Jorge Hank Rhon brags about drinking tequila mixed with bear bile and steeped with the penises of tigers, lions and dogs. He has weathered allegations of ties to drug trafficking, money laundering and murder-for-hire.
But none of that seemed to matter to his supporters as the self-proclaimed billionaire dog-track owner and Tijuana mayor wrapped up his campaign for governor of Mexico's Baja California state this week.
Most polls give a slight advantage to his main opponent, Jose Guadalupe Osuna, 51, of President Felipe Calderon's National Action Party, whose gubernatorial victory 18 years ago in Baja was the beginning of the end for the Institutional Revolutionary Party's 71-year hold on the presidency.
But Hank Rhon -- who keeps a private zoo with 20,000 animals, five times more than the famous San Diego Zoo across the border -- loves a good fight, and has overcome much bigger obstacles.
The son of a PRI party boss, he overcame a double-digit deficit in the opinion polls to become Tijuana's mayor three years ago, despite claiming during the campaign that "women" were his favorite animals.
He brushes aside accusations of corruption, saying his opponents just want to "promote chaos, distrust, fear and uncertainty, so that we won't vote."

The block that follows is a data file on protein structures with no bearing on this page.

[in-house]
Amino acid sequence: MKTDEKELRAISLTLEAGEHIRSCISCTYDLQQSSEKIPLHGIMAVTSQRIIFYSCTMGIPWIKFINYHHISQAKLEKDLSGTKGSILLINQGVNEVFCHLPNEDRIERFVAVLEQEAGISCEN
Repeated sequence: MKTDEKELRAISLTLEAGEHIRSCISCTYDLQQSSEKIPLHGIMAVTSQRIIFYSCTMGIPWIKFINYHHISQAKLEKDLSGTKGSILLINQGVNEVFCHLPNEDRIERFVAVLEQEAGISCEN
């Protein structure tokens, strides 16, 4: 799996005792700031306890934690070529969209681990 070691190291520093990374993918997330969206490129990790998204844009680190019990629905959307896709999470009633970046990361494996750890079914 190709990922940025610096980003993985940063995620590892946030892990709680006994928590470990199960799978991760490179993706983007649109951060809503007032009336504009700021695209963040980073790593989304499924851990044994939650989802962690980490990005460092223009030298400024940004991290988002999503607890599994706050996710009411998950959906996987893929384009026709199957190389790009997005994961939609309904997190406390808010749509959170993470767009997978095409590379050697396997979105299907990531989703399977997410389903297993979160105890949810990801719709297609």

When Mexico's Reforma newspaper reported on Tuesday that Tijuana police officers were secretly taped tipping off the Arellano Felix drug gang about federal investigations, Hank Rhon said he stood behind his men and claimed the report was planted to help his opponent.
The federal Attorney General's office confirmed that the tapes were part of a 2004 preliminary investigation into ties between police and drug traffickers, but investigators have been unable to positively identify the voices.
Earlier US suggestions of links between Hank Rhon and drug traffickers didn't stick either -- while a 1999 report by the US National Drug Intelligence Center singled him out as an associate of drug smugglers, then-US Attorney General Janet Reno called the report incomplete and said its conclusions were "never adopted as official view."
Hank Rhon built a faithful following in this gritty border city as mayor with roundups of petty thieves, programs to keep kids in school and huge street parties to celebrate Mothers' Day and Children's Day.
But his "open door" Tuesdays really got people's attention. Each week, he became a sort of political Santa Claus, meeting privately with anyone who lined up, and often giving them cash or even homes. It's hard to find a Tijuana resident who doesn't know someone who has received something -- a wheelchair, a job -- from Hank Rhon.
Maria Elena Romero, a 47-year-old maid who struggles to support herself and two children on US$200 a month, remembers how Hank Rhon gave her US$46 two years ago to help pay her rent.
"If he wins, I'm going to ask him for a monthly stipend," she said as her two teenagers fought through a crowd for free campaign T-shirts, baseball caps and bottled water emblazoned with Hank Rhon's photo being handed out on Tuesday from trucks at the closing campaign rally.
The election is set to be held tomorrow.